Wednesday, August 13, 2014

Daring Greatly: Post #3--Gremlins

Gremlins: Our inner voice, our “shame tapes.” Our biggest critic is ourselves.  Guilt—I made a mistake, I’m sorry.  Shame—I AM a mistake. Only sociopaths don’t have shame! We’re wired to be connected, and shame is fear of losing that connection. We often lose our courage to do the right thing to preserve social acceptance. Shame categories include: Body image, money, work, parenting, health, sex, aging and religion. Mental pain, physical pain, and social rejection feel the same
to the brain, based on neuroscience.

Tuesday, August 12, 2014

Daring Greatly: Post #2--Scarcity

Scarcity: Looking inside a culture of ‘not enough.’ “You can’t swing a cat without hitting a narcissist!” We see a dramatic rise in egomania and narcissism in our country, and our response is to cut it down. But egoism comes from shame, so shaming it doesn’t help and only fuels it. Narcissism is most often a shame-based, scarcity fear— I’m not {smart, attractive, lovable, worthy…} enough. Kids grow up thinking that if they’re not great or extraordinary, they will be “less than” and unworthy of belonging. Such thinking causes shame, comparison, and disengagement—a dangerous trifecta.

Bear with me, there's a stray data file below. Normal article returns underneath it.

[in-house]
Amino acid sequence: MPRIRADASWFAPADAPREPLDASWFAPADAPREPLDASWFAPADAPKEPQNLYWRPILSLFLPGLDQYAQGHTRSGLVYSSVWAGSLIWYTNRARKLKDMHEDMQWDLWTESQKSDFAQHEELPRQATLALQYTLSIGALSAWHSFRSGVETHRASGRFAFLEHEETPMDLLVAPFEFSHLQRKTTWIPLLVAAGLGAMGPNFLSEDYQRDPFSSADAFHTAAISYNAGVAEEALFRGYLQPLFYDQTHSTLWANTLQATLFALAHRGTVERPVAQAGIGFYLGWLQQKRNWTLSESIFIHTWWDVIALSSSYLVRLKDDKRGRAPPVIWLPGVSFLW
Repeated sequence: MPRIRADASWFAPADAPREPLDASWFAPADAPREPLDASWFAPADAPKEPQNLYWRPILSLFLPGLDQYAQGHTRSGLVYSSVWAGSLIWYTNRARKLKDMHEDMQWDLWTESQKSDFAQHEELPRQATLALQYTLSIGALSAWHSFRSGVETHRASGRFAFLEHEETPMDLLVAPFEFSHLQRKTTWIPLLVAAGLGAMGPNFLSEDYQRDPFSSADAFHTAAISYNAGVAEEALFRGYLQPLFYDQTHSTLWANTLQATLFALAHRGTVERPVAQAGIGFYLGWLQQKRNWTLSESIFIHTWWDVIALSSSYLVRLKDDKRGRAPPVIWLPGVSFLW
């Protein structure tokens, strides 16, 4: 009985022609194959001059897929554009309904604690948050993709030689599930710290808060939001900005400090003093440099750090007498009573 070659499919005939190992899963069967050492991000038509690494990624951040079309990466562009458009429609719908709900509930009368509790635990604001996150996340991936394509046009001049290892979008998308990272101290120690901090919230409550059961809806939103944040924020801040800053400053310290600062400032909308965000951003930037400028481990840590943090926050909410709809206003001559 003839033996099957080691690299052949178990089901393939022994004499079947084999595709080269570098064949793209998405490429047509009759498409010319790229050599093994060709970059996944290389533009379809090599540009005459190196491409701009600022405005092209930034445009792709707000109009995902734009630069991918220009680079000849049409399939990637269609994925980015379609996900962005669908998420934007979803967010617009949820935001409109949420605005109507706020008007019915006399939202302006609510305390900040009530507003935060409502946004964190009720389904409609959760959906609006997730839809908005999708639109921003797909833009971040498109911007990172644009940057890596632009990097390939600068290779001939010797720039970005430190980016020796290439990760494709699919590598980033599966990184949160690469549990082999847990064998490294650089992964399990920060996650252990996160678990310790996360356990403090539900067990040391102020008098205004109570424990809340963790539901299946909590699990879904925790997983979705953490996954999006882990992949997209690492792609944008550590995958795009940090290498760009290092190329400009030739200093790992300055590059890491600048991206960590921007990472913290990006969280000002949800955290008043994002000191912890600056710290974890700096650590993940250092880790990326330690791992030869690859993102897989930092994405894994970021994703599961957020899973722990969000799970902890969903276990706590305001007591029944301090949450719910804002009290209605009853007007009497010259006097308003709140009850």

Thursday, August 7, 2014

Daring Greatly: Post #1--Overview

Overview. Teddy Roosevelt’s speech, “The Man in the Arena,” talks about the critic and the man fighting in the arena and how ‘daring greatly’ beats back the voice of the critic—our  inner voice. By ‘daring greatly’ we dare to try, fail and try again; we beat back the inner critic—shame—our own personal gremlin that says, I’m not {smart, attractive, lovable, worthy…} enough. On the other hand, wholehearted people are willing to try—to be vulnerable, to live life with courage, connection to others, and compassion. Brene Brown teaches us that to be vulnerable is not weakness but courage—‘daring greatly’ in the arena of life. “Vulnerability is the core, the heart, the center of meaningful human experiences.” If we’re not willing to be vulnerable or to fail, we’ll never learn, create, or innovate.

Daring Greatly: How the Courage to Be Vulnerable Transforms the Way we Live, Love, Parent, and Lead (Gotham Books, 2012) by Brene Brown, reviewed by Steve Gladis, July 2014

Wednesday, August 6, 2014

Positive Leadership: Post #7--Diverse Teams

Diverse teams win. Consider how distributed are people along strategy, influence, relatedness, and execution for best team~Gallup's research http://t.co/QIq0pXTd6N

Tuesday, August 5, 2014

Posiitve Leadership: Post #6--Focus on Bigger

Focus on something bigger than yourself. Research by Lyubomirsky says that when people focus on something bigger than themselves, they get happier http://t.co/QIq0

Monday, August 4, 2014

Positive Leadership: Post #5--Goals

Set challenging goals and make them attainable. Research supports that people like attainable but tough challenges but terms like "strectch goals" confuse them http://t.co/QIq0pXTd6N

Friday, August 1, 2014

Google Analytics